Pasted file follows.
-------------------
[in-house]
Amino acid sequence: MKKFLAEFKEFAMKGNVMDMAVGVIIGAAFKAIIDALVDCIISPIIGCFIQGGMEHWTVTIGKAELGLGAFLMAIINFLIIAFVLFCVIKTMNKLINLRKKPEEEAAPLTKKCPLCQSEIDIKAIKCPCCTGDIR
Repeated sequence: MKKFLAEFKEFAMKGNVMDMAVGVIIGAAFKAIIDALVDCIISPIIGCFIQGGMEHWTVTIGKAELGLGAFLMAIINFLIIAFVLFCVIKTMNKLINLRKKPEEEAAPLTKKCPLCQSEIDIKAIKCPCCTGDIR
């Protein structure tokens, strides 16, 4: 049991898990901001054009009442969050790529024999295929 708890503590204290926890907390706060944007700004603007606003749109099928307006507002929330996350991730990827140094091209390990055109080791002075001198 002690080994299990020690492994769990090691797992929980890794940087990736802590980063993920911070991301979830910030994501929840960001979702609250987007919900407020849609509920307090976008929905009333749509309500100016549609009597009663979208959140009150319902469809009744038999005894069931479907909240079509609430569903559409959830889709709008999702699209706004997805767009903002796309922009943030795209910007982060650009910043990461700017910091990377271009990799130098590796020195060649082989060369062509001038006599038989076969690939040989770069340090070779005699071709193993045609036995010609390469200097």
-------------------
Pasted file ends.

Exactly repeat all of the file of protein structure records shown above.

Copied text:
[in-house]
Amino acid sequence: MKKFLAEFKEFAMKGNVMDMAVGVIIGAAFKAIIDALVDCIISPIIGCFIQGGMEHWTVTIGKAELGLGAFLMAIINFLIIAFVLFCVIKTMNKLINLRKKPEEEAAPLTKKCPLCQSEIDIKAIKCPCCTGDIR
Repeated sequence: MKKFLAEFKEFAMKGNVMDMAVGVIIGAAFKAIIDALVDCIISPIIGCFIQGGMEHWTVTIGKAELGLGAFLMAIINFLIIAFVLFCVIKTMNKLINLRKKPEEEAAPLTKKCPLCQSEIDIKAIKCPCCTGDIR
């Protein structure tokens, strides 16, 4: 049991898990901001054009009442969050790529024999295929 708890503590204290926890907390706060944007700004603007606003749109099928307006507002929330996350991730990827140094091209390990055109080791002075001198 002690080994299990020690492994769990090691797992929980890794940087990736802590980063993920911070991301979830910030994501929840960001979702609250987007919900407020849609509920307090976008929905009333749509309500100016549609009597009663979208959140009150319902469809009744038999005894069931479907909240079509609430569903559409959830889709709008999702699209706004997805767009903002796309922009943030795209910007982060650009910043990461700017910091990377271009990799130098590796020195060649082989060369062509001038006599038989076969690939040989770069340090070779005699071709193993045609036995010609390469200097």